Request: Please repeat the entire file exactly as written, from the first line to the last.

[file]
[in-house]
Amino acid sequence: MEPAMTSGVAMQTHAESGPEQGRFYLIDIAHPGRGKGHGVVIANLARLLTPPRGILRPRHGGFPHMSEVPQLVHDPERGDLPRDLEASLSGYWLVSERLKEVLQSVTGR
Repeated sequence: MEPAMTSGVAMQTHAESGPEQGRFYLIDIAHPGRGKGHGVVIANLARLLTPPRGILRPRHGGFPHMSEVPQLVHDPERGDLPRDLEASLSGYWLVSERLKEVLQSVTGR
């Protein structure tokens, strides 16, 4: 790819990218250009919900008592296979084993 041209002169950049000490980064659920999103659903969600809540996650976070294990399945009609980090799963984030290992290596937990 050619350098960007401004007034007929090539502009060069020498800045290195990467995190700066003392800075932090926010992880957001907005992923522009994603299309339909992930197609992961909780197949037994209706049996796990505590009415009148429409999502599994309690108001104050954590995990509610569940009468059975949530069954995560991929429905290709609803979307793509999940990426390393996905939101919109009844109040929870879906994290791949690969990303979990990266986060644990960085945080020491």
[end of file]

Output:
[in-house]
Amino acid sequence: MEPAMTSGVAMQTHAESGPEQGRFYLIDIAHPGRGKGHGVVIANLARLLTPPRGILRPRHGGFPHMSEVPQLVHDPERGDLPRDLEASLSGYWLVSERLKEVLQSVTGR
Repeated sequence: MEPAMTSGVAMQTHAESGPEQGRFYLIDIAHPGRGKGHGVVIANLARLLTPPRGILRPRHGGFPHMSEVPQLVHDPERGDLPRDLEASLSGYWLVSERLKEVLQSVTGR
């Protein structure tokens, strides 16, 4: 790819990218250009919900008592296979084993 041209002169950049000490980064659920999103659903969600809540996650976070294990399945009609980090799963984030290992290596937990 050619350098960007401004007034007929090539502009060069020498800045290195990467995190700066003392800075932090926010992880957001907005992923522009994603299309339909992930197609992961909780197949037994209706049996796990505590009415009148429409999502599994309690108001104050954590995990509610569940009468059975949530069954995560991929429905290709609803979307793509999940990426390393996905939101919109009844109040929870879906994290791949690969990303979990990266986060644990960085945080020491």